Multimetal Organic Complexes | January 10, 2011 Issue - Vol. 89 Issue 2 | Chemical & Engineering News
Volume 89 Issue 2 | p. 8 | News of The Week
Issue Date: January 10, 2011

Multimetal Organic Complexes

Synthesis: Method couples various metals in predetermined sequences
Department: Science & Technology
News Channels: JACS In C&EN
Keywords: metal-organic complex, platinum, rhodium, ruthenium

Making molecules that contain multiple metal atoms and more than one type of metal is notoriously tough. But that’s exactly what a research team based in Japan and the U.S. has done.

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Credit: Omar Yaghi/UCLA
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Credit: Omar Yaghi/UCLA

The researchers have devised a method to string metal-containing molecular segments in specific sequences and lengths to form surface-tethered metal-organic complexes, including one with three types of metals and a total of six metal atoms (J. Am. Chem. Soc., DOI: 10.1021/ja1097644). Complexes of this type may mediate highly selective catalytic reactions or “cascading reactions.”

The underlying design strategy is an adaptation of the Merrifield solid-phase peptide synthesis, according to Omar M. Yaghi of UCLA, who led the study.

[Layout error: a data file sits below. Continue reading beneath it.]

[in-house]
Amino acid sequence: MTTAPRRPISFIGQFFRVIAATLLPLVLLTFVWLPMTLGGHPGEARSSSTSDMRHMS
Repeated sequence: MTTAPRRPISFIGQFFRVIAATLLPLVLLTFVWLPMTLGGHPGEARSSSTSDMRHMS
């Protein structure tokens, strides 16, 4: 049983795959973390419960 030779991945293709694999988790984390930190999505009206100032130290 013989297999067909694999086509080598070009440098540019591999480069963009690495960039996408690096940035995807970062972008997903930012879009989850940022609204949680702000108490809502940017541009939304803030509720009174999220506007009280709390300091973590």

To make the complexes, Yaghi; Kentaro Tashiro of the National Institute for Materials Science, in Tsukuba, Japan; and coworkers functionalized tyrosine with a multidentate ligand and reacted the product with platinum, rhodium, or ruthenium. Then they attached one of those building blocks to a polymeric resin and linked additional building blocks to the surface-bound unit to tailor-make products featuring a desired number of metal atoms in a particular sequence. For example, they prepared one of the complexes by coupling units containing Rh, Pt, Ru, Pt, Rh, Pt—in that order.

“The idea of extending the Merrifield solid-phase synthesis to metal-coordination complexes to create predetermined and varying metal sequences is brilliant,” says Northwestern University’s Mercouri G. Kanatzidis, a materials chemistry specialist.

This technique has the potential to inspire broad-based activity in tailor-made complexes for specific applications, Kanatzidis says. “I am curious to see how people will use this approach. Who knows,” he laughs, “finally we may be able to synthesize the Co-Ca-Co-La molecule.”

 
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